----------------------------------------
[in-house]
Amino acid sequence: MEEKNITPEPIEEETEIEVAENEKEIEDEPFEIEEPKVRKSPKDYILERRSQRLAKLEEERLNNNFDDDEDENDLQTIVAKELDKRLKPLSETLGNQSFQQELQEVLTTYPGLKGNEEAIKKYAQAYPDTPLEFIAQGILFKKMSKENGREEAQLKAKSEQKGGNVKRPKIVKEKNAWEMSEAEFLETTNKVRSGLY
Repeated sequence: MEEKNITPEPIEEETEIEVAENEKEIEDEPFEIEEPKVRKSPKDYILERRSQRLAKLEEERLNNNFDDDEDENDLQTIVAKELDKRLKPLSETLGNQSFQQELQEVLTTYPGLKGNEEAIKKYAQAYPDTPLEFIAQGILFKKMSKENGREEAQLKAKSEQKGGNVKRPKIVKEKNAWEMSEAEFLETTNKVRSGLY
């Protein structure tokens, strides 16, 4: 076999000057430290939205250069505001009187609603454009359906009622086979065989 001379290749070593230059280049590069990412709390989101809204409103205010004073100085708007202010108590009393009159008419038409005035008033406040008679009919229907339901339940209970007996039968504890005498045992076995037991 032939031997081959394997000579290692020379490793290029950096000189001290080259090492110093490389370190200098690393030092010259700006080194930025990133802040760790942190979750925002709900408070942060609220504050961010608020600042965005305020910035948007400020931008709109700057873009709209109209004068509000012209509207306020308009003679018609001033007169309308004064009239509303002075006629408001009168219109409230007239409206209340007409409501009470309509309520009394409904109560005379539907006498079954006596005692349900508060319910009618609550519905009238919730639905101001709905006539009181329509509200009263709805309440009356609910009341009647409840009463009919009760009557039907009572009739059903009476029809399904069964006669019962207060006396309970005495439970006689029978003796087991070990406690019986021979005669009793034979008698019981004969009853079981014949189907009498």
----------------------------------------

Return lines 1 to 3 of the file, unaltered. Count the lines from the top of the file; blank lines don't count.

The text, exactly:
[in-house]
Amino acid sequence: MEEKNITPEPIEEETEIEVAENEKEIEDEPFEIEEPKVRKSPKDYILERRSQRLAKLEEERLNNNFDDDEDENDLQTIVAKELDKRLKPLSETLGNQSFQQELQEVLTTYPGLKGNEEAIKKYAQAYPDTPLEFIAQGILFKKMSKENGREEAQLKAKSEQKGGNVKRPKIVKEKNAWEMSEAEFLETTNKVRSGLY
Repeated sequence: MEEKNITPEPIEEETEIEVAENEKEIEDEPFEIEEPKVRKSPKDYILERRSQRLAKLEEERLNNNFDDDEDENDLQTIVAKELDKRLKPLSETLGNQSFQQELQEVLTTYPGLKGNEEAIKKYAQAYPDTPLEFIAQGILFKKMSKENGREEAQLKAKSEQKGGNVKRPKIVKEKNAWEMSEAEFLETTNKVRSGLY